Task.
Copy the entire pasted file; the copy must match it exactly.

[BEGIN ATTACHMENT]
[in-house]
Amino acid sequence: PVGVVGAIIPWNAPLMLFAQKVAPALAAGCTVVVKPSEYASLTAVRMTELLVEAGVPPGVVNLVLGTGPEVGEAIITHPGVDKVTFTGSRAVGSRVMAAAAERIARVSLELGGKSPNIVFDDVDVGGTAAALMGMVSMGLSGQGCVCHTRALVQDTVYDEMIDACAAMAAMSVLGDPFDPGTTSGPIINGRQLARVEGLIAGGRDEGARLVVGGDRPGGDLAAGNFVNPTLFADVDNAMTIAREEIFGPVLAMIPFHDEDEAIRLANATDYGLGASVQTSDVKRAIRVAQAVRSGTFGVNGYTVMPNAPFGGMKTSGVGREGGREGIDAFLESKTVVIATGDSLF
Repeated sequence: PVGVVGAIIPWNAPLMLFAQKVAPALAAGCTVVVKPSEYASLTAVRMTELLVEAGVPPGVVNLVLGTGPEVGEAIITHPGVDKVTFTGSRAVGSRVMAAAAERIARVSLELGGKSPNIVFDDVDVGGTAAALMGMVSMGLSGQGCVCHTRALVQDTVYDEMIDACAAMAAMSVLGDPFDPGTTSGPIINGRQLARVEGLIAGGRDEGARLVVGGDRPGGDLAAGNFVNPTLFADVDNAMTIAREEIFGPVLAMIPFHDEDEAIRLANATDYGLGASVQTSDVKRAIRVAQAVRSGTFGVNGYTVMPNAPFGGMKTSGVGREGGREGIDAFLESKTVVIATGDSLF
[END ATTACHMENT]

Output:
[in-house]
Amino acid sequence: PVGVVGAIIPWNAPLMLFAQKVAPALAAGCTVVVKPSEYASLTAVRMTELLVEAGVPPGVVNLVLGTGPEVGEAIITHPGVDKVTFTGSRAVGSRVMAAAAERIARVSLELGGKSPNIVFDDVDVGGTAAALMGMVSMGLSGQGCVCHTRALVQDTVYDEMIDACAAMAAMSVLGDPFDPGTTSGPIINGRQLARVEGLIAGGRDEGARLVVGGDRPGGDLAAGNFVNPTLFADVDNAMTIAREEIFGPVLAMIPFHDEDEAIRLANATDYGLGASVQTSDVKRAIRVAQAVRSGTFGVNGYTVMPNAPFGGMKTSGVGREGGREGIDAFLESKTVVIATGDSLF
Repeated sequence: PVGVVGAIIPWNAPLMLFAQKVAPALAAGCTVVVKPSEYASLTAVRMTELLVEAGVPPGVVNLVLGTGPEVGEAIITHPGVDKVTFTGSRAVGSRVMAAAAERIARVSLELGGKSPNIVFDDVDVGGTAAALMGMVSMGLSGQGCVCHTRALVQDTVYDEMIDACAAMAAMSVLGDPFDPGTTSGPIINGRQLARVEGLIAGGRDEGARLVVGGDRPGGDLAAGNFVNPTLFADVDNAMTIAREEIFGPVLAMIPFHDEDEAIRLANATDYGLGASVQTSDVKRAIRVAQAVRSGTFGVNGYTVMPNAPFGGMKTSGVGREGGREGIDAFLESKTVVIATGDSLF